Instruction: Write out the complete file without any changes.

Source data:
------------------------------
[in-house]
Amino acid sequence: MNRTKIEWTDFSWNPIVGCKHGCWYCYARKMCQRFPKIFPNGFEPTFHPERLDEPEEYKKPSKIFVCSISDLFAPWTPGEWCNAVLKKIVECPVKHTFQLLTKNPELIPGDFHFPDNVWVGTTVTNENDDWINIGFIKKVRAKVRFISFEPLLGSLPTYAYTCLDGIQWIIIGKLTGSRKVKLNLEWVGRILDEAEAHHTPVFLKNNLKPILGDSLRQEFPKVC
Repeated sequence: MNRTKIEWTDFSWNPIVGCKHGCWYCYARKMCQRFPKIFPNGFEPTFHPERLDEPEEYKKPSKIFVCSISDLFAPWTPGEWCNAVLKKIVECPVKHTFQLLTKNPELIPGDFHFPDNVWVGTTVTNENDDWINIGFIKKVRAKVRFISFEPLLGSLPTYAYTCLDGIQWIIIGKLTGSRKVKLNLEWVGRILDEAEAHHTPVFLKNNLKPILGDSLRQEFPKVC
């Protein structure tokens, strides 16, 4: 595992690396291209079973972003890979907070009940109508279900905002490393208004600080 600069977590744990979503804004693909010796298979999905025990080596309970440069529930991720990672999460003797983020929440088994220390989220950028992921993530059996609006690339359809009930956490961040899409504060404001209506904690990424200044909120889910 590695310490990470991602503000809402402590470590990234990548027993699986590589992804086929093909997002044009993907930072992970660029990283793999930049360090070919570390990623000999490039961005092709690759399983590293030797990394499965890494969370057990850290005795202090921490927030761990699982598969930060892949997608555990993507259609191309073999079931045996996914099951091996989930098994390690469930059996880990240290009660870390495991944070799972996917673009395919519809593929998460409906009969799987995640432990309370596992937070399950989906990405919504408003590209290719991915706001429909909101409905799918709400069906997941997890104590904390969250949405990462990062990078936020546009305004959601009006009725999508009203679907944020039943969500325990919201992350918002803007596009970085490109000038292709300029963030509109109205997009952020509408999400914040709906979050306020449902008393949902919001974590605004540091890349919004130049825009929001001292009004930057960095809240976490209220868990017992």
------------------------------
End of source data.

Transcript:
[in-house]
Amino acid sequence: MNRTKIEWTDFSWNPIVGCKHGCWYCYARKMCQRFPKIFPNGFEPTFHPERLDEPEEYKKPSKIFVCSISDLFAPWTPGEWCNAVLKKIVECPVKHTFQLLTKNPELIPGDFHFPDNVWVGTTVTNENDDWINIGFIKKVRAKVRFISFEPLLGSLPTYAYTCLDGIQWIIIGKLTGSRKVKLNLEWVGRILDEAEAHHTPVFLKNNLKPILGDSLRQEFPKVC
Repeated sequence: MNRTKIEWTDFSWNPIVGCKHGCWYCYARKMCQRFPKIFPNGFEPTFHPERLDEPEEYKKPSKIFVCSISDLFAPWTPGEWCNAVLKKIVECPVKHTFQLLTKNPELIPGDFHFPDNVWVGTTVTNENDDWINIGFIKKVRAKVRFISFEPLLGSLPTYAYTCLDGIQWIIIGKLTGSRKVKLNLEWVGRILDEAEAHHTPVFLKNNLKPILGDSLRQEFPKVC
């Protein structure tokens, strides 16, 4: 595992690396291209079973972003890979907070009940109508279900905002490393208004600080 600069977590744990979503804004693909010796298979999905025990080596309970440069529930991720990672999460003797983020929440088994220390989220950028992921993530059996609006690339359809009930956490961040899409504060404001209506904690990424200044909120889910 590695310490990470991602503000809402402590470590990234990548027993699986590589992804086929093909997002044009993907930072992970660029990283793999930049360090070919570390990623000999490039961005092709690759399983590293030797990394499965890494969370057990850290005795202090921490927030761990699982598969930060892949997608555990993507259609191309073999079931045996996914099951091996989930098994390690469930059996880990240290009660870390495991944070799972996917673009395919519809593929998460409906009969799987995640432990309370596992937070399950989906990405919504408003590209290719991915706001429909909101409905799918709400069906997941997890104590904390969250949405990462990062990078936020546009305004959601009006009725999508009203679907944020039943969500325990919201992350918002803007596009970085490109000038292709300029963030509109109205997009952020509408999400914040709906979050306020449902008393949902919001974590605004540091890349919004130049825009929001001292009004930057960095809240976490209220868990017992």